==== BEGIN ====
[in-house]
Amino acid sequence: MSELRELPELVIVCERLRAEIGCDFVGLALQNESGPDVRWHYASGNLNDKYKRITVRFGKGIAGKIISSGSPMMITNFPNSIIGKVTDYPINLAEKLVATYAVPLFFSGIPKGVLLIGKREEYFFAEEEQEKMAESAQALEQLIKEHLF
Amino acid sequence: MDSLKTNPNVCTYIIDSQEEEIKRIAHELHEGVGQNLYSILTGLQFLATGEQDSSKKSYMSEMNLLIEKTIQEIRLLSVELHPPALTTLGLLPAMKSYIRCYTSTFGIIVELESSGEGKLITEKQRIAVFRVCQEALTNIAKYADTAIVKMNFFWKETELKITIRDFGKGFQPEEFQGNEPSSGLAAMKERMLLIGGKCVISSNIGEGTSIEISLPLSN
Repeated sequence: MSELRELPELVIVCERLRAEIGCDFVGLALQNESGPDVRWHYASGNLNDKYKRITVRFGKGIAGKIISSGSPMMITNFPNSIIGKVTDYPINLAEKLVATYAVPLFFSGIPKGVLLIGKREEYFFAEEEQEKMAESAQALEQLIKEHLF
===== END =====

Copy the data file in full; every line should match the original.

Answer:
[in-house]
Amino acid sequence: MSELRELPELVIVCERLRAEIGCDFVGLALQNESGPDVRWHYASGNLNDKYKRITVRFGKGIAGKIISSGSPMMITNFPNSIIGKVTDYPINLAEKLVATYAVPLFFSGIPKGVLLIGKREEYFFAEEEQEKMAESAQALEQLIKEHLF
Amino acid sequence: MDSLKTNPNVCTYIIDSQEEEIKRIAHELHEGVGQNLYSILTGLQFLATGEQDSSKKSYMSEMNLLIEKTIQEIRLLSVELHPPALTTLGLLPAMKSYIRCYTSTFGIIVELESSGEGKLITEKQRIAVFRVCQEALTNIAKYADTAIVKMNFFWKETELKITIRDFGKGFQPEEFQGNEPSSGLAAMKERMLLIGGKCVISSNIGEGTSIEISLPLSN
Repeated sequence: MSELRELPELVIVCERLRAEIGCDFVGLALQNESGPDVRWHYASGNLNDKYKRITVRFGKGIAGKIISSGSPMMITNFPNSIIGKVTDYPINLAEKLVATYAVPLFFSGIPKGVLLIGKREEYFFAEEEQEKMAESAQALEQLIKEHLF